Salient in the cultural policy implemented by the Franco regime during the 1950s were the Hispano-American Art Biennials. These art events organised by the Institute of Hispanic Culture sought to exhibit and reward works by contemporary Ibero-American artists. The 3rd Biennial showed the importance of abstract art and, furthermore, its concerns came to represent a successful form of propaganda which raised awareness of the Spanish art scene internationally, as well as international art inside Spain.
Three Hispano-American Art Biennials were eventually held. The first took place in Madrid in 1951, the second moved to Havana in 1954 and the third and final Biennial was unveiled in the Barcelona Municipal Exhibitions Pavilion in September 1955. The event assembled a substantial number of works classified in different genres — sculpture, painting, watercolour, drawings and engravings, architecture, gold and silversmithing, and ceramics. Hugely successful publicly and broadly covered in the mainstream and specialist press, the exhibition displayed diverse pieces made by heterogeneous artists, some of whom, including Martín Chirino, Will Faber, Ángel Ferrant, Oswaldo Guayasamín, Manuel Millares, Enric Planasdurà, Pablo Serrano, Juan José Tharrats, Antoni Tàpies and Fernando Zóbel, feature in this room.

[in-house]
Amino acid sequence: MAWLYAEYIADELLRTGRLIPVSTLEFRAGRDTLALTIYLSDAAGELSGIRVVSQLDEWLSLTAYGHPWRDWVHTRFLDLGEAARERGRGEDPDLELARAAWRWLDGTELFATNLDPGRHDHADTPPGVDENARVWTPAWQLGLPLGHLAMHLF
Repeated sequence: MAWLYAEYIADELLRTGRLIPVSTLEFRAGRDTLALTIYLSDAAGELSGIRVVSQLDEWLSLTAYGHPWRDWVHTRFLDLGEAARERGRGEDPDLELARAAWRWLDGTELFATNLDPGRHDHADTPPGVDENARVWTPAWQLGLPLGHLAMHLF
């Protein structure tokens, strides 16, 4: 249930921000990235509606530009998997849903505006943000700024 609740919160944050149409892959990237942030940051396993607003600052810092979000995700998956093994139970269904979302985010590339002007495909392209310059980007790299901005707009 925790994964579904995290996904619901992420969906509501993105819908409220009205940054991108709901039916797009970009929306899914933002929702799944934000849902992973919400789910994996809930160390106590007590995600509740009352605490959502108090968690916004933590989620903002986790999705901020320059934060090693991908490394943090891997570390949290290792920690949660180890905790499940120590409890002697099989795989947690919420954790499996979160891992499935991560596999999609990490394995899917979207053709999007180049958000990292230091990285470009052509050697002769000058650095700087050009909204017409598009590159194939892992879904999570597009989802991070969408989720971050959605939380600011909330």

Despite the different aesthetic conceptions represented, critics saw the 3rd Biennial as an official success story for abstraction. Therefore, among the multiple official and unofficial cultural events developed to the same end, the exhibition Modern Art in the USA: Selection of Collections from New York’s Museum of Modern Art cannot be ignored. Spread across two sites (Palau de la Virreina and the Municipal Exhibitions Pavilion), it displayed a selection of pieces encompassing architecture, sculpture, engraving and twentieth-century American painting, offering the chance to contemplate works from Abstract Expressionism for the first time in Spain. The political readings of this project, executed in the context of the Cold War and after the signing of the Spain-United States Agreements of 1953, have not passed under the radar. Twinned aesthetically, the USA was presented as an artistic and political friend which, while benefitting from Spain’s strategic position, had the capacity to promote the modern vision of the Franco regime both nationally and internationally.
By the closing date of the 3rd Biennial, Spain had finally been admitted to the UN. In the years that followed, the act of US dissemination would still mark certain milestones in Spain through US presence at the Barcelona Trade Fair (1956 and 1957) and the International Country Fair in Madrid (1959). In both cities, the architects Peter Harnden and Lanfranco Bombelli erected their respective pavilions with structures and pre-fabricated materials to showcase the American way of life, reflected in raw materials such as cotton and sugar and in the economic powerhouse’s major technological advances.
The decade, pivotal in the art world, concluded with an embrace, both real and symbolic, that made the front pages of newspapers and magazines: between Franco and Eisenhower, the US President visiting Spain.